5 Nutrition Tips for New Athletes

Don't Run on Fumes

You should expect to be fatigued at the end of your longest run ever or the hardest bike ride you've ever done. But you shouldn't feel like your body has been completely depleted and you have no more gas in your tank.

When you are exercising longer than 60 to 90 minutes, you will need to replenish carbohydrates that are being burned during exercise in order to keep your engine running. There is a limited supply of carbohydrates stored in your body, and once they are gone, you are done. You will feel mentally and physically tapped out. It's not an enjoyable experience, and it is does not motivate you to wake up the next day and hit the pavement again.

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You will need about 45 to 60 grams of carbohydrates per hour of exercise. Experiment with different combinations of foods and sports products to reach this goal. During exercise mix-and-match these 30-gram carbohydrate options:

  • 1 banana
  • 6 pretzels
  • 2 Fig Newton's
  • ? peanut butter and jelly sandwich
  • 1 package of Clif Shot Bloks or Gu Chomps
  • 1 gel pack (Clif, Gu, or Powerbar)
  • 16 oz. sports drink (Clif, Gu, Powerbar or Xood)

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Salt May Be What the Doctor Ordered

If you finish your workout with white crust on your visor, your clothing or on your skin, you are likely a salty sweater. The longer you exercise, the more salt you will lose in your sweat, so you'll need to consume extra salt (sodium) during exercise.

If you are exercising long enough to need to replenish carbohydrates, you will also need to replenish sodium. Pretzels and sports products provide sodium; to ensure that you are getting adequate sodium during your workout, stay on the lookout for any of the following signs of hyponatremia (low blood sodium) during and after your long workouts.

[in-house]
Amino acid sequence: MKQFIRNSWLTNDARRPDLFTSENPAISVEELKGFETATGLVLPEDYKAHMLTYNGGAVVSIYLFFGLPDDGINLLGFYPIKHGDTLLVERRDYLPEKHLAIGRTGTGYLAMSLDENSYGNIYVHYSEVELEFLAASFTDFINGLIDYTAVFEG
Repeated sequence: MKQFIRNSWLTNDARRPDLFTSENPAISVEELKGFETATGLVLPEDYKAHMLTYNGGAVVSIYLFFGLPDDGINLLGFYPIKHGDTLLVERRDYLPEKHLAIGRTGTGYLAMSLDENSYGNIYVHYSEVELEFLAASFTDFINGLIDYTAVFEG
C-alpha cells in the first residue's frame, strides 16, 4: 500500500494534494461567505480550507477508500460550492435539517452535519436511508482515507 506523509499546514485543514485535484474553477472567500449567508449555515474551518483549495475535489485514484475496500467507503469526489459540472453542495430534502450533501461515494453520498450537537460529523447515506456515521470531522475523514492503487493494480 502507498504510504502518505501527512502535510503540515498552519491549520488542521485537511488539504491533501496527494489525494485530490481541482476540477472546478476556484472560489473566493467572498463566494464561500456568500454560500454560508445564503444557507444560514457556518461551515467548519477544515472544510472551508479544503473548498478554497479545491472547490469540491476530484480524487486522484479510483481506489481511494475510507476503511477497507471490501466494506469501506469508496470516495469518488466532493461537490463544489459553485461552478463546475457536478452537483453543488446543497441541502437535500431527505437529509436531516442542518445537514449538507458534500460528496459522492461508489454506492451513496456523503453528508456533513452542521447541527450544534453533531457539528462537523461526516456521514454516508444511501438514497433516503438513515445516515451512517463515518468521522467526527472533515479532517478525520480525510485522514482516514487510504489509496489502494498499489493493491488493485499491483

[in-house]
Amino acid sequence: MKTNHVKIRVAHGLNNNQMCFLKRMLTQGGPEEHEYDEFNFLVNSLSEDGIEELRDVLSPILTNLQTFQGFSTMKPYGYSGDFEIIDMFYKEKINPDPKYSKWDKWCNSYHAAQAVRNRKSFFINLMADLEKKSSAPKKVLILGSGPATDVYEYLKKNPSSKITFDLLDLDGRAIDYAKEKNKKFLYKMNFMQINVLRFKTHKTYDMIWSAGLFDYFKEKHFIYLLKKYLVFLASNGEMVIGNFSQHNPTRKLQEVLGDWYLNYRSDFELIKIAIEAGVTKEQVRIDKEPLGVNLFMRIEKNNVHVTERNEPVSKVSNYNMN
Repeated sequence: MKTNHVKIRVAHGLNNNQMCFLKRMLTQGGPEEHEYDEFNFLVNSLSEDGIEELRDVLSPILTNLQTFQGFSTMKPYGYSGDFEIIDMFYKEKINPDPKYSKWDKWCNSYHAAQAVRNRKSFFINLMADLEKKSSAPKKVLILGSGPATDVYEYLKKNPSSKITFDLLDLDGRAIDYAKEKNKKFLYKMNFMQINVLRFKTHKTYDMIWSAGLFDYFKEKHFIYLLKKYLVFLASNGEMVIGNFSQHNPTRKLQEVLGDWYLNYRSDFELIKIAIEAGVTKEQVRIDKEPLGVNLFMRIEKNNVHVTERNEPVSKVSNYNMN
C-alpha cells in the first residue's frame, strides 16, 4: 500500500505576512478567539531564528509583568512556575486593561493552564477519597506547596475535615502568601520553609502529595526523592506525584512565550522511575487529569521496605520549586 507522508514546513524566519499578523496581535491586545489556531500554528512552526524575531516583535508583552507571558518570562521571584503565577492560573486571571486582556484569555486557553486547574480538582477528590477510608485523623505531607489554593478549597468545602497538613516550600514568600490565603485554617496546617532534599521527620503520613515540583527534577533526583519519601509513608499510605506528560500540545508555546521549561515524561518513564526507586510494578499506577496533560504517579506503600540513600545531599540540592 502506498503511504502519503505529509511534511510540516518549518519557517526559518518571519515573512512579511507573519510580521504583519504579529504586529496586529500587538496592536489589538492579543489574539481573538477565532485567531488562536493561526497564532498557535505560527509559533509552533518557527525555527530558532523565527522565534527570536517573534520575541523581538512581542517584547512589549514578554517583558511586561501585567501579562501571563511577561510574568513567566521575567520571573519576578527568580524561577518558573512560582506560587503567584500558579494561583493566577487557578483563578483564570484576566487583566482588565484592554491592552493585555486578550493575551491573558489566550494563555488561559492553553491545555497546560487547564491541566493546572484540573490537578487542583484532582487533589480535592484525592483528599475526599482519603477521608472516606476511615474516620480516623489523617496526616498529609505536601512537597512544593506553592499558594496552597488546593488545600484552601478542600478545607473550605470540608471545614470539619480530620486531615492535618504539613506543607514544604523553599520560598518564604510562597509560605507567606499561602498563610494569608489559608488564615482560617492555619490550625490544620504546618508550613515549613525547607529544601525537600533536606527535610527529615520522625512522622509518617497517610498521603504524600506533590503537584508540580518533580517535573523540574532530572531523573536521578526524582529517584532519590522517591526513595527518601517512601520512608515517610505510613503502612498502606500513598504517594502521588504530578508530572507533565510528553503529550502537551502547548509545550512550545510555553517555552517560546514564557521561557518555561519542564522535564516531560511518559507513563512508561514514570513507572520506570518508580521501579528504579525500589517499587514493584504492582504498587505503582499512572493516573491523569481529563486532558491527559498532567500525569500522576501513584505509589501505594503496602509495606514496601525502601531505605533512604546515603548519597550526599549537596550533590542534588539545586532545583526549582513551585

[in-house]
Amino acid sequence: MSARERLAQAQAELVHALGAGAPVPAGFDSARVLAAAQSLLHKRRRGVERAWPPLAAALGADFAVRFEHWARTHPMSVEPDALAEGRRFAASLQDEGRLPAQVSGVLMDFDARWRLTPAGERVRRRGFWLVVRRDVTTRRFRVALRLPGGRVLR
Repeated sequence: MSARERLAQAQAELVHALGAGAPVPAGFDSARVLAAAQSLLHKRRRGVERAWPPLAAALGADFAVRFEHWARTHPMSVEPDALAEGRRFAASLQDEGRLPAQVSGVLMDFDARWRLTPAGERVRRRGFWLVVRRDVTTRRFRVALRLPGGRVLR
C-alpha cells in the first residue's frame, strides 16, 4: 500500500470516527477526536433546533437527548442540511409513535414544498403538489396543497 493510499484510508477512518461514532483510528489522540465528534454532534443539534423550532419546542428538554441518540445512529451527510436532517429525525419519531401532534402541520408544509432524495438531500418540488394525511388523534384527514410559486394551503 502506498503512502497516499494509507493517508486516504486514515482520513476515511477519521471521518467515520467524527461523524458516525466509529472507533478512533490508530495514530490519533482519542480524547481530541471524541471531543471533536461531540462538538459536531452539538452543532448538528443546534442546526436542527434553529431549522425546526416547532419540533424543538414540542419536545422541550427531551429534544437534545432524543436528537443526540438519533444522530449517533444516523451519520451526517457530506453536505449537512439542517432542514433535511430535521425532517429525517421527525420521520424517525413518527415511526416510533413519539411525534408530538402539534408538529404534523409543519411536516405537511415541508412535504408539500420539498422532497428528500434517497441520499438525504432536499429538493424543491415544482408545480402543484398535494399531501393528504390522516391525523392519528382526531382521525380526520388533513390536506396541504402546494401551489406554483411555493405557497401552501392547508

• Headaches
  • Nausea
  • Muscle cramps
  • Disorientation

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If you experience these symptoms, increase your sodium intake during exercise by choosing higher sodium sports products or by adding an electrolyte replacement to your water or sports drink.  The symptoms of hyponatremia are very similar to symptoms of dehydration, so consider your symptoms in relation to your consumption of fluids and urine color. If your urine is clear and you have a headache, it's likely that a salty snack will help and more water will make the headache worse.

Respect Your Body After Exercise

Your body just did something amazing. You just reached a new exercise peak! Honor your body following exercise by having a nourishing, balanced meal within an hour of finishing exercise and drink plenty of fluids.

After exercise and especially after a race, your body is working hard to rehydrate, to store carbohydrates for tomorrow's workout, to repair fatigued muscles and to reduce inflammation to promote optimal recovery from exercise. Focus on unprocessed and colorful foods to make a balanced recovery meal:

  • 100 percent whole grain toast spread with ricotta cheese, sprinkled with ground ginger and cinnamon and topped with sliced pear or berries
  • 100 percent whole wheat pita stuffed with chicken or salmon salad (mix curry powder, grapes, raisins and pecans into salad)
  • Spaghetti squash or 100 percent whole grain pasta with marinara sauce and low fat chicken sausage and spinach salad
  • Smoothie with yogurt, tart cherry juice, banana, blueberries and almond butter
  • Baked yam or sweet potato stuffed with saut?ed spinach and chicken
  • Scrambled eggs with a tortilla, black beans, salsa and fruit salad

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